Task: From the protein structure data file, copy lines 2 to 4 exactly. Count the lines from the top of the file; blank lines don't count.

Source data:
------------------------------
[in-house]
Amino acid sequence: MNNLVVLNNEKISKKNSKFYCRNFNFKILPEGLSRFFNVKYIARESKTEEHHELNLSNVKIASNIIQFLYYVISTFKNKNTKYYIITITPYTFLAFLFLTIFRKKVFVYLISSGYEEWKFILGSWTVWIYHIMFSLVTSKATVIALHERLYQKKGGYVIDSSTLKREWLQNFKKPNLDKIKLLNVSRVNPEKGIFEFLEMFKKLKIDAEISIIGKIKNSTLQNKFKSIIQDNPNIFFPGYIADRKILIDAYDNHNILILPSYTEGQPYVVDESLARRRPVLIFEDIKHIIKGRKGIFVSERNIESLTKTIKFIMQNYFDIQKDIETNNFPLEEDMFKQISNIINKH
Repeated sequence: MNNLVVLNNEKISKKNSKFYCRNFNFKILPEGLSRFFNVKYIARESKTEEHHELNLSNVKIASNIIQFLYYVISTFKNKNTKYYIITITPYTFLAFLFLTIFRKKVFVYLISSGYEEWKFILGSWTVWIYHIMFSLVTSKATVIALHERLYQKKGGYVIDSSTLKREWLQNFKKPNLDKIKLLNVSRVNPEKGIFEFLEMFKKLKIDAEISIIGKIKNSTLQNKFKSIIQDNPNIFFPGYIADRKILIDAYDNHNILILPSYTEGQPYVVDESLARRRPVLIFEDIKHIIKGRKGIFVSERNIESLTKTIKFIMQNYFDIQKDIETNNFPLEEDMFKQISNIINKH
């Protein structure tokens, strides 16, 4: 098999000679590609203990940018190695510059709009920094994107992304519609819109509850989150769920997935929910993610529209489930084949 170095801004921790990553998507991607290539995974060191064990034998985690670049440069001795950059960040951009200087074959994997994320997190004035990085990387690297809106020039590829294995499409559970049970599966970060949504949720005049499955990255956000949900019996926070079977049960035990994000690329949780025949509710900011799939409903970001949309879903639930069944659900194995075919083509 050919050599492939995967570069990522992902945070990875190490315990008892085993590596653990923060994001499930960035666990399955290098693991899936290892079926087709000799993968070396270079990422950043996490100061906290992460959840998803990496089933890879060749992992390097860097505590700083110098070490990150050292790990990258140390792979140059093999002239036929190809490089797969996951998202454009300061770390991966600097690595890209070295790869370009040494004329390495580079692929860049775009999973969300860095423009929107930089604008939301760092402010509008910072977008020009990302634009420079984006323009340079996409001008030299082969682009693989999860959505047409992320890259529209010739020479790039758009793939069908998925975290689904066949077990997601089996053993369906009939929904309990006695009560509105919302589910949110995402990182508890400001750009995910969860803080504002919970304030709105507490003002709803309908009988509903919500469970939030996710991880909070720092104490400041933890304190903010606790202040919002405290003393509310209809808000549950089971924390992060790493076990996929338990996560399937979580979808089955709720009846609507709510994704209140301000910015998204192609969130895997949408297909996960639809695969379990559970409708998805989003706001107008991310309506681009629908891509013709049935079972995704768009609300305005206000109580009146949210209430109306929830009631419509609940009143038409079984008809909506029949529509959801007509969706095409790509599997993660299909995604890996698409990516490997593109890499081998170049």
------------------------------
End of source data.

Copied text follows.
Amino acid sequence: MNNLVVLNNEKISKKNSKFYCRNFNFKILPEGLSRFFNVKYIARESKTEEHHELNLSNVKIASNIIQFLYYVISTFKNKNTKYYIITITPYTFLAFLFLTIFRKKVFVYLISSGYEEWKFILGSWTVWIYHIMFSLVTSKATVIALHERLYQKKGGYVIDSSTLKREWLQNFKKPNLDKIKLLNVSRVNPEKGIFEFLEMFKKLKIDAEISIIGKIKNSTLQNKFKSIIQDNPNIFFPGYIADRKILIDAYDNHNILILPSYTEGQPYVVDESLARRRPVLIFEDIKHIIKGRKGIFVSERNIESLTKTIKFIMQNYFDIQKDIETNNFPLEEDMFKQISNIINKH
Repeated sequence: MNNLVVLNNEKISKKNSKFYCRNFNFKILPEGLSRFFNVKYIARESKTEEHHELNLSNVKIASNIIQFLYYVISTFKNKNTKYYIITITPYTFLAFLFLTIFRKKVFVYLISSGYEEWKFILGSWTVWIYHIMFSLVTSKATVIALHERLYQKKGGYVIDSSTLKREWLQNFKKPNLDKIKLLNVSRVNPEKGIFEFLEMFKKLKIDAEISIIGKIKNSTLQNKFKSIIQDNPNIFFPGYIADRKILIDAYDNHNILILPSYTEGQPYVVDESLARRRPVLIFEDIKHIIKGRKGIFVSERNIESLTKTIKFIMQNYFDIQKDIETNNFPLEEDMFKQISNIINKH
């Protein structure tokens, strides 16, 4: 098999000679590609203990940018190695510059709009920094994107992304519609819109509850989150769920997935929910993610529209489930084949 170095801004921790990553998507991607290539995974060191064990034998985690670049440069001795950059960040951009200087074959994997994320997190004035990085990387690297809106020039590829294995499409559970049970599966970060949504949720005049499955990255956000949900019996926070079977049960035990994000690329949780025949509710900011799939409903970001949309879903639930069944659900194995075919083509 050919050599492939995967570069990522992902945070990875190490315990008892085993590596653990923060994001499930960035666990399955290098693991899936290892079926087709000799993968070396270079990422950043996490100061906290992460959840998803990496089933890879060749992992390097860097505590700083110098070490990150050292790990990258140390792979140059093999002239036929190809490089797969996951998202454009300061770390991966600097690595890209070295790869370009040494004329390495580079692929860049775009999973969300860095423009929107930089604008939301760092402010509008910072977008020009990302634009420079984006323009340079996409001008030299082969682009693989999860959505047409992320890259529209010739020479790039758009793939069908998925975290689904066949077990997601089996053993369906009939929904309990006695009560509105919302589910949110995402990182508890400001750009995910969860803080504002919970304030709105507490003002709803309908009988509903919500469970939030996710991880909070720092104490400041933890304190903010606790202040919002405290003393509310209809808000549950089971924390992060790493076990996929338990996560399937979580979808089955709720009846609507709510994704209140301000910015998204192609969130895997949408297909996960639809695969379990559970409708998805989003706001107008991310309506681009629908891509013709049935079972995704768009609300305005206000109580009146949210209430109306929830009631419509609940009143038409079984008809909506029949529509959801007509969706095409790509599997993660299909995604890996698409990516490997593109890499081998170049």